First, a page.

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When you buy new or second-hand from a dealer, the law gives you protection. The bike must be of satisfactory quality, as described and fit for the purpose. However, if you buy a bike privately, the law only requires that the bike is 'as described'. The Road Traffic Act makes it illegal for anyone to sell an unroadworthy bike unless they make it clear it is only fit for scrap.
You should always check that the law lets you ride the bike you want. If, for instance, you're new to this, you will not be able to ride a bike with a bigger engine capacity than 50cc if you are 16 years old (125cc if you are 17 years old). You will need to work out the full cost of putting the bike on the road. You must have a helmet, licence and insurance. Protective clothing and other equipment are advisable, as well as undergoing motorcycle training. You will also need an MOT test certificate if the bike is over three years old.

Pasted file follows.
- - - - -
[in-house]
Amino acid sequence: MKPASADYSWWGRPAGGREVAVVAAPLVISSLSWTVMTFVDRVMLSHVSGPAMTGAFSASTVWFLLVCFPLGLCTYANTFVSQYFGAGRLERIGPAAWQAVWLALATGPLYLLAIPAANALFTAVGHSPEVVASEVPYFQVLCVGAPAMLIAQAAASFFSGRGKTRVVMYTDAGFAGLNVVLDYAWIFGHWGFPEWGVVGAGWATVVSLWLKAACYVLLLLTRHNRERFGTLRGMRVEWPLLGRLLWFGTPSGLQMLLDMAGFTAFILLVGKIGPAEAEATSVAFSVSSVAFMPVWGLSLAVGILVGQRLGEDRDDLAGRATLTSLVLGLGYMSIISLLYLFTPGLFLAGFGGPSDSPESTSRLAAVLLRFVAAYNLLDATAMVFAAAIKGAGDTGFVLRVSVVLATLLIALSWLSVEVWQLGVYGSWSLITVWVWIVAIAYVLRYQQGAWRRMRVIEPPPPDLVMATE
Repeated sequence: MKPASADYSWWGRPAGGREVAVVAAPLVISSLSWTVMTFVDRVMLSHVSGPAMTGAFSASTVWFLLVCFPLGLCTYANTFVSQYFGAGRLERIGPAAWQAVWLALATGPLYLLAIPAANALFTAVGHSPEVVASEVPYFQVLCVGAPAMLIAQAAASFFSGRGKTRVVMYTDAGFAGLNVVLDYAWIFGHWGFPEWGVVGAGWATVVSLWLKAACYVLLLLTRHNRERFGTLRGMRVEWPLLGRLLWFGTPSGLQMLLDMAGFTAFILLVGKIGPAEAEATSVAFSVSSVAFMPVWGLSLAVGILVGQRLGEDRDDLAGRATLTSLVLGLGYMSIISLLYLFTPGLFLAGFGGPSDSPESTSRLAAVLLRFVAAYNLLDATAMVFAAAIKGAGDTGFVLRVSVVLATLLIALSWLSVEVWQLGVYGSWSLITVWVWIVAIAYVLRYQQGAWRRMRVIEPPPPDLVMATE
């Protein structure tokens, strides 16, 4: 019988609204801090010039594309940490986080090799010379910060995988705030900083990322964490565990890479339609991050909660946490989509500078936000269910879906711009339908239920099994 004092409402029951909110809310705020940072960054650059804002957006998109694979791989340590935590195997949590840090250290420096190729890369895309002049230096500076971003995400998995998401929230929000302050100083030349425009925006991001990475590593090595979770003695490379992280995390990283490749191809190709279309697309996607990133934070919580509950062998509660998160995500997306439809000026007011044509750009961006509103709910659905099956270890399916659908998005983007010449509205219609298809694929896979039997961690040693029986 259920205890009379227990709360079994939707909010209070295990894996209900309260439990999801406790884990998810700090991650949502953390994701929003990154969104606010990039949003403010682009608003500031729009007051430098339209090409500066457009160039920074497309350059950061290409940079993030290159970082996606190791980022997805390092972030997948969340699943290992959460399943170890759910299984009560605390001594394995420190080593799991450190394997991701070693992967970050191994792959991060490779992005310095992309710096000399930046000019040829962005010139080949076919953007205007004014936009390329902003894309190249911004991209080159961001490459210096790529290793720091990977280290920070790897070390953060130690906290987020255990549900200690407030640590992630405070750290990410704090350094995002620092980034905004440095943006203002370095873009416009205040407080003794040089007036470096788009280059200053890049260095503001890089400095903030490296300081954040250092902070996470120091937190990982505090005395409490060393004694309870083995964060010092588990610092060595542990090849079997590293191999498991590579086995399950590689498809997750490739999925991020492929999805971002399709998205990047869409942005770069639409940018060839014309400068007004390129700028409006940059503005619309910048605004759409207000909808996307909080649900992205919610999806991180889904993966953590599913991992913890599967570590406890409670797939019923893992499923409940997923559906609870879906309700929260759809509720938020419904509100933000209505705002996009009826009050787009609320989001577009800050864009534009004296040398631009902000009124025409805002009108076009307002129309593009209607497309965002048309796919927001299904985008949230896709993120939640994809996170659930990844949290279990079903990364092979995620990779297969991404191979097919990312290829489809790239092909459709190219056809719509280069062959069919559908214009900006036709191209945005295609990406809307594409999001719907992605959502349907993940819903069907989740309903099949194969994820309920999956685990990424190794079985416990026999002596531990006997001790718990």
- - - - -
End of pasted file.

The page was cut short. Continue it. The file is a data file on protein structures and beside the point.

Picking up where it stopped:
Assuming you are allowed to ride a bike, other questions to consider include:
Off-road vehicles such as mini-motorcycles (generally referred to as mini-motos), quad bikes and scooters, powered either by an internal combustion engine or electric motor have become popular recreational vehicles for children and adults. They can only be ridden legally on private land and with the consent of the landowner. They cannot, legally, be ridden on the public highway, nor can they be used on pavements, footpaths, cycle paths, on parkland, common land or wasteland. The vehicle must be safe, taking into account any instructions/labelling, and the type of people using it, e.g. children.
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